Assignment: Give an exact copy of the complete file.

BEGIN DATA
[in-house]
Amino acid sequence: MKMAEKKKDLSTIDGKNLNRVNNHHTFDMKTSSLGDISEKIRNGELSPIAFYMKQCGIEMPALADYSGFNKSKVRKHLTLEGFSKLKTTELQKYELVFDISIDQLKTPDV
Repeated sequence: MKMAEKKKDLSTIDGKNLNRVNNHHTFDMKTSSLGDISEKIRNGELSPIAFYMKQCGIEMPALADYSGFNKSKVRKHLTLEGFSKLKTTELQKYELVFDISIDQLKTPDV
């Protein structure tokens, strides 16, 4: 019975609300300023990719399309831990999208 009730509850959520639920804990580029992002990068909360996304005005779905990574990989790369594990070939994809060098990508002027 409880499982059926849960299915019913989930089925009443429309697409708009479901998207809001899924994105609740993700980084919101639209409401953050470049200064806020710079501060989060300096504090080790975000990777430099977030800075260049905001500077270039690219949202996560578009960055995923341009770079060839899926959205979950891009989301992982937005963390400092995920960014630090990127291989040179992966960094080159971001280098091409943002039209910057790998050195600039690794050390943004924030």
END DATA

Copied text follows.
[in-house]
Amino acid sequence: MKMAEKKKDLSTIDGKNLNRVNNHHTFDMKTSSLGDISEKIRNGELSPIAFYMKQCGIEMPALADYSGFNKSKVRKHLTLEGFSKLKTTELQKYELVFDISIDQLKTPDV
Repeated sequence: MKMAEKKKDLSTIDGKNLNRVNNHHTFDMKTSSLGDISEKIRNGELSPIAFYMKQCGIEMPALADYSGFNKSKVRKHLTLEGFSKLKTTELQKYELVFDISIDQLKTPDV
């Protein structure tokens, strides 16, 4: 019975609300300023990719399309831990999208 009730509850959520639920804990580029992002990068909360996304005005779905990574990989790369594990070939994809060098990508002027 409880499982059926849960299915019913989930089925009443429309697409708009479901998207809001899924994105609740993700980084919101639209409401953050470049200064806020710079501060989060300096504090080790975000990777430099977030800075260049905001500077270039690219949202996560578009960055995923341009770079060839899926959205979950891009989301992982937005963390400092995920960014630090990127291989040179992966960094080159971001280098091409943002039209910057790998050195600039690794050390943004924030």